Iceland, 1829, 34-year-old Agnes is found guilty of murdering Natan Ketilsson and Pétur Jonsson and subsequently sentenced to death without appeal. When government officials decide it is too expensive to keep Agnes in prison she is sent to Kornsá, a farm in the valley she grew up in, to live imprisoned with Jón and his wife Margarét and their two daughters Steina and Lauga.
Agnes’ short-lived time at Kornsá has a huge impact on her, its residents and Tóti—the young priest sent to provide spiritual comfort on her journey towards death—that lasts long after she is gone.
Based on the true story of Agnes Magnúsdóttir, the last woman to be executed in Iceland, Hannah Kent’s Burial Rites (Picador, August) is a moving and sensitive portrayal of a complex woman who has lived a difficult life. Kent first heard about Agnes’ plight on a Rotary Exchange to Iceland when she was just 17 years old and the story stayed with her upon her return to her native Australia. “Something very immediately drew me to this woman of whom I knew absolutely nothing. That fascination and sense of kinship I think had to do with recognising something of my own emotional experience in her story. I had a difficult time in the first six months of my exchange; I was in a small fishing village in a very tight-knit community and I had the strange feeling of being both very conspicuous and very much the outsider. After hearing this story of a woman who in much more extreme circumstances would also have been an outsider, conspicuous but also completely isolated, I couldn’t stop thinking of her and I thought perhaps I ought to write something about her.”
Searching for truth
Kent began writing the story of Agnes as the dissertation for her PhD in creative writing (at Flinders University, Adelaide). A research-heavy project, Burial Rites was written to “privilege that research, so I was always clear that the imagination and fictionalisation would come second”, but after two years of tracking down information on Agnes, Kent still only knew four facts about her: her name, her father’s name, that she was a servant and the date she died.
“The more research I did the more I was struck by the way in which she was so often represented as nothing but a monster, either entirely absent or there only as a caricature or stereotype. I grew frustrated at the lack of humanity; there was never any mention of the reasons why she might have ended up in this tragic situation. When I started this book it was never with the aim of finding out if she was actually guilty, what I really wanted to find out was a little bit about her life; to find the human behind the stereotype, to hunt for the ambiguity and complexity. I didn’t want to necessarily provide a sympathetic picture of her, but an empathetic one.”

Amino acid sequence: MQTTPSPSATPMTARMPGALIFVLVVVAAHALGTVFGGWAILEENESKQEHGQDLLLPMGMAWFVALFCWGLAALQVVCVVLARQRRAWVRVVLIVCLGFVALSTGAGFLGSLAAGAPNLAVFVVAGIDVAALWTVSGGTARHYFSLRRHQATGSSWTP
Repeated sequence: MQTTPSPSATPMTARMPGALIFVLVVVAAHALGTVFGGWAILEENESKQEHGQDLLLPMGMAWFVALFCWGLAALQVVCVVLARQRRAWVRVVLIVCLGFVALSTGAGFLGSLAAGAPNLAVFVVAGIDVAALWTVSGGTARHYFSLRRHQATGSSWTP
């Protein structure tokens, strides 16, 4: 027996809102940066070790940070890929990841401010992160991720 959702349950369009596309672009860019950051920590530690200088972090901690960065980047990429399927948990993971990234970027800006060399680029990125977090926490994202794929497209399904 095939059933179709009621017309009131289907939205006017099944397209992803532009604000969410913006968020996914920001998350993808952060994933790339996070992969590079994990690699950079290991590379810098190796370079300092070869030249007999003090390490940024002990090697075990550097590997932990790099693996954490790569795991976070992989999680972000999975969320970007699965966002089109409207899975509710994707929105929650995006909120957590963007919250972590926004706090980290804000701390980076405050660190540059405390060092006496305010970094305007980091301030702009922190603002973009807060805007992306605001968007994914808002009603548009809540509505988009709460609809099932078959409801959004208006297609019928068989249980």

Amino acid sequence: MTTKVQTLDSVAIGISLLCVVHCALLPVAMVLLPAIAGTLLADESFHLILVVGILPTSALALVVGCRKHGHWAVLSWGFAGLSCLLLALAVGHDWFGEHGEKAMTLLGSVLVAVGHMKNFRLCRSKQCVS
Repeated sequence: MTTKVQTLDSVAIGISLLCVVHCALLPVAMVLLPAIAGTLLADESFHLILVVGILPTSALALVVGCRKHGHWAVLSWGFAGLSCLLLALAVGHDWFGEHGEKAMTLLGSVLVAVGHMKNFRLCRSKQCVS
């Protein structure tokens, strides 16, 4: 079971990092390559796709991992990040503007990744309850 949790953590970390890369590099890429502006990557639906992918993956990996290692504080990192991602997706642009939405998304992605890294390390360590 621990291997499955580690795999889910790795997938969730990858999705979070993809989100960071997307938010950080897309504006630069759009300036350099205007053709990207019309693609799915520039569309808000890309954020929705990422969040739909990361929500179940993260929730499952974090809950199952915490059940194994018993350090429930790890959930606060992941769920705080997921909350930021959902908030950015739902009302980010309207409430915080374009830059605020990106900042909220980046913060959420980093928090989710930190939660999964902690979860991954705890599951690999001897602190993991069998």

Kent then threw herself into research on 19th-century Icelandic life to “see what circumstances could have placed Agnes in a position that perhaps left her with no choice but to commit such a terrible crime. She was illegitimate, her mother had several other illegitimate children, she was abandoned at six years old, passed around from farm to farm and so I think empathy came about very naturally when I finally did have the facts of her life. It was very easy to imagine how hard it would be to not have any family, to always be on the move and to be very vulnerable, especially as a woman.”
It is through Agnes’ passages in the novel that we learn about the real nature of her relationship with the murdered Natan, and Kent says that their romantic relationship came about from her research-based intuitive feeling that Agnes would have been seeking an intellectual equal. “From ministerial documents I learnt that Agnes was both a poor servant and also very intelligent and ambitious, so I thought about what frustrations she would feel—she wasn’t allowed a formal education and the people she lived with would have been completely focused on survival over education. I then came across Natan, who is very well documented as being both a womaniser and a thief, but also a talented doctor and a poet, and I knew the arrival of this man in her life would have changed things for her, he would have been someone she would hope could provide her with an opportunity to advance herself.”
In Burial Rites the tough and strong-willed Margarét suggests that, “it takes a man, a good man, to know how to manage a woman who has made her bed among the stones,” and the novel expertly explores the position of women and the underlying patriarchal ideology of the time. “Which I first encountered when I saw the way Agnes was so easily derided as a monster . . . it’s that old dichotomy of women either being angels or monsters.”
Rights sold 16 languages
Editor Paul Baggaley, Picador
Agent Gordon Wise, Curtis Brown
1985 Born in Adelaide, South Australia
2004–06 Bachelor of Creative Arts (Honours, First Class), Flinders University (2008 BCA. Honours Year)
2009–current PhD (Creative Writing), Flinders University
2009–13 Co-founder and publishing director of Kill Your Darlings